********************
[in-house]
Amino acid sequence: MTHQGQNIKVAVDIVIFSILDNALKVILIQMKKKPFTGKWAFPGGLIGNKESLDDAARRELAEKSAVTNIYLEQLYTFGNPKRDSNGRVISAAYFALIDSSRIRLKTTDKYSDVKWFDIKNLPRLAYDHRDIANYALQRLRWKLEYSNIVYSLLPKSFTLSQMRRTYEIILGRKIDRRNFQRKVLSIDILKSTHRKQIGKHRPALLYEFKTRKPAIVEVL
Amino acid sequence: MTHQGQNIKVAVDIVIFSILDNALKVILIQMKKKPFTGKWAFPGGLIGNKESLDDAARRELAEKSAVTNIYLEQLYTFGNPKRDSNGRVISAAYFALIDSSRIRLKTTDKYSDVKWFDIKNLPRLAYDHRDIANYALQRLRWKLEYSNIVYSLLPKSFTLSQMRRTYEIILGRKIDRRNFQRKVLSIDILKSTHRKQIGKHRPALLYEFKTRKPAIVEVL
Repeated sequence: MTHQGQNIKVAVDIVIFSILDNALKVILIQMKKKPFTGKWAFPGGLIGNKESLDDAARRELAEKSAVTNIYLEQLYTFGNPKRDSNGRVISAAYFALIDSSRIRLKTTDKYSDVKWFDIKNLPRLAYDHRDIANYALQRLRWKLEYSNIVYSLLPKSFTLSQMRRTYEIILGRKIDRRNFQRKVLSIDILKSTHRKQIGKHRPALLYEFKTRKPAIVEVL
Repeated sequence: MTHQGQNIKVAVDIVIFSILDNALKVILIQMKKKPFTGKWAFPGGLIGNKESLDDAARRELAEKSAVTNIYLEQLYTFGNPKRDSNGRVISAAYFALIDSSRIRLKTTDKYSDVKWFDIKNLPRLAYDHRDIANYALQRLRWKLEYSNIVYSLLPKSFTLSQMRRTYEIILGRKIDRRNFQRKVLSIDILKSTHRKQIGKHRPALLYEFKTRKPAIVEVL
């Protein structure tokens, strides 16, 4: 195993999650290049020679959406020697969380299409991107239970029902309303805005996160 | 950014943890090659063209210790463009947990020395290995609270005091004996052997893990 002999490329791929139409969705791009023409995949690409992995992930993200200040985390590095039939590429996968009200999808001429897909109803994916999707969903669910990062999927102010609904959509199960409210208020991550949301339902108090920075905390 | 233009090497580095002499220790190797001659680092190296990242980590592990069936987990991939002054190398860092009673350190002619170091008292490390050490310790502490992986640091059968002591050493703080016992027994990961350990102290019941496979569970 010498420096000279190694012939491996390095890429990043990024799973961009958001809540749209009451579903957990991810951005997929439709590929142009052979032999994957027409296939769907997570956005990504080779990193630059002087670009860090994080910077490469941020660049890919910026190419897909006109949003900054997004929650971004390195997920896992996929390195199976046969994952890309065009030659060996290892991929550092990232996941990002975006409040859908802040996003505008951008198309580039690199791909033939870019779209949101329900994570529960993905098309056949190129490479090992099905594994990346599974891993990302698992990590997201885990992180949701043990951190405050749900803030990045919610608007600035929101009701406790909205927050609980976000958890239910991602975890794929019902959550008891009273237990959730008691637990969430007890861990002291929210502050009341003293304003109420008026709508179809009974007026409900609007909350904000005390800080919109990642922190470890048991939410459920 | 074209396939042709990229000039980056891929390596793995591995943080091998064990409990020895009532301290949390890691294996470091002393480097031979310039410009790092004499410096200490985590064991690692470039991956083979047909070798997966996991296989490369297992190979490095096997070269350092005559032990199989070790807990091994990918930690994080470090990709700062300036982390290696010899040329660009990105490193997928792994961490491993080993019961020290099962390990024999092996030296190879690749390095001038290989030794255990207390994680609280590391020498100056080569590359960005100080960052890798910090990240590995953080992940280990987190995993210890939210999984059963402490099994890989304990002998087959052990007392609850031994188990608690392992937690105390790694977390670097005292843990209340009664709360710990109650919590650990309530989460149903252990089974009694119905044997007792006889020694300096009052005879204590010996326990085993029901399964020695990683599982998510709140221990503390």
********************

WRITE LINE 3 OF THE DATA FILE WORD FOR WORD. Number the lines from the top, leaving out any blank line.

Amino acid sequence: MTHQGQNIKVAVDIVIFSILDNALKVILIQMKKKPFTGKWAFPGGLIGNKESLDDAARRELAEKSAVTNIYLEQLYTFGNPKRDSNGRVISAAYFALIDSSRIRLKTTDKYSDVKWFDIKNLPRLAYDHRDIANYALQRLRWKLEYSNIVYSLLPKSFTLSQMRRTYEIILGRKIDRRNFQRKVLSIDILKSTHRKQIGKHRPALLYEFKTRKPAIVEVL